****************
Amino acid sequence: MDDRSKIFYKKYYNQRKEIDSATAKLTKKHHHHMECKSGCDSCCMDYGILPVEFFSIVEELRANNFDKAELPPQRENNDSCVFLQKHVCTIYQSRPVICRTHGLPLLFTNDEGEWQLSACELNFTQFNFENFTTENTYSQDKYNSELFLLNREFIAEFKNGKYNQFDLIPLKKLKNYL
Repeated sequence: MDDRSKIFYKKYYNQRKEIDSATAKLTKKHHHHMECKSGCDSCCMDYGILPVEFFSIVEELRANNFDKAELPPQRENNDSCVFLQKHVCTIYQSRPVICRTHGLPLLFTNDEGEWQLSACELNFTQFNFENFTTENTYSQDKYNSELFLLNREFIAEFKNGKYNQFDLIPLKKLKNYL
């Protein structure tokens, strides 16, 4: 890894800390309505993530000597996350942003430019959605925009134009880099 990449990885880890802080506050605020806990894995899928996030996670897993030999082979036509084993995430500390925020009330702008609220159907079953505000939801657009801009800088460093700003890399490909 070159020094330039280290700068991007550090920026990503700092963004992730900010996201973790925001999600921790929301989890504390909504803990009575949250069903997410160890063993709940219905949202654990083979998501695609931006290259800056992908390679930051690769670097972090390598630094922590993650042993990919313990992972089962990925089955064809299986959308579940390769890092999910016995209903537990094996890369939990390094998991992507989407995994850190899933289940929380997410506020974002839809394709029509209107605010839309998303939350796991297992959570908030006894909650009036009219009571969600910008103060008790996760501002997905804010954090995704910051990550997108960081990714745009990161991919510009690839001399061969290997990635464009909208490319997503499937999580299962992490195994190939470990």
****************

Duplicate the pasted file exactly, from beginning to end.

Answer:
Amino acid sequence: MDDRSKIFYKKYYNQRKEIDSATAKLTKKHHHHMECKSGCDSCCMDYGILPVEFFSIVEELRANNFDKAELPPQRENNDSCVFLQKHVCTIYQSRPVICRTHGLPLLFTNDEGEWQLSACELNFTQFNFENFTTENTYSQDKYNSELFLLNREFIAEFKNGKYNQFDLIPLKKLKNYL
Repeated sequence: MDDRSKIFYKKYYNQRKEIDSATAKLTKKHHHHMECKSGCDSCCMDYGILPVEFFSIVEELRANNFDKAELPPQRENNDSCVFLQKHVCTIYQSRPVICRTHGLPLLFTNDEGEWQLSACELNFTQFNFENFTTENTYSQDKYNSELFLLNREFIAEFKNGKYNQFDLIPLKKLKNYL
């Protein structure tokens, strides 16, 4: 890894800390309505993530000597996350942003430019959605925009134009880099 990449990885880890802080506050605020806990894995899928996030996670897993030999082979036509084993995430500390925020009330702008609220159907079953505000939801657009801009800088460093700003890399490909 070159020094330039280290700068991007550090920026990503700092963004992730900010996201973790925001999600921790929301989890504390909504803990009575949250069903997410160890063993709940219905949202654990083979998501695609931006290259800056992908390679930051690769670097972090390598630094922590993650042993990919313990992972089962990925089955064809299986959308579940390769890092999910016995209903537990094996890369939990390094998991992507989407995994850190899933289940929380997410506020974002839809394709029509209107605010839309998303939350796991297992959570908030006894909650009036009219009571969600910008103060008790996760501002997905804010954090995704910051990550997108960081990714745009990161991919510009690839001399061969290997990635464009909208490319997503499937999580299962992490195994190939470990």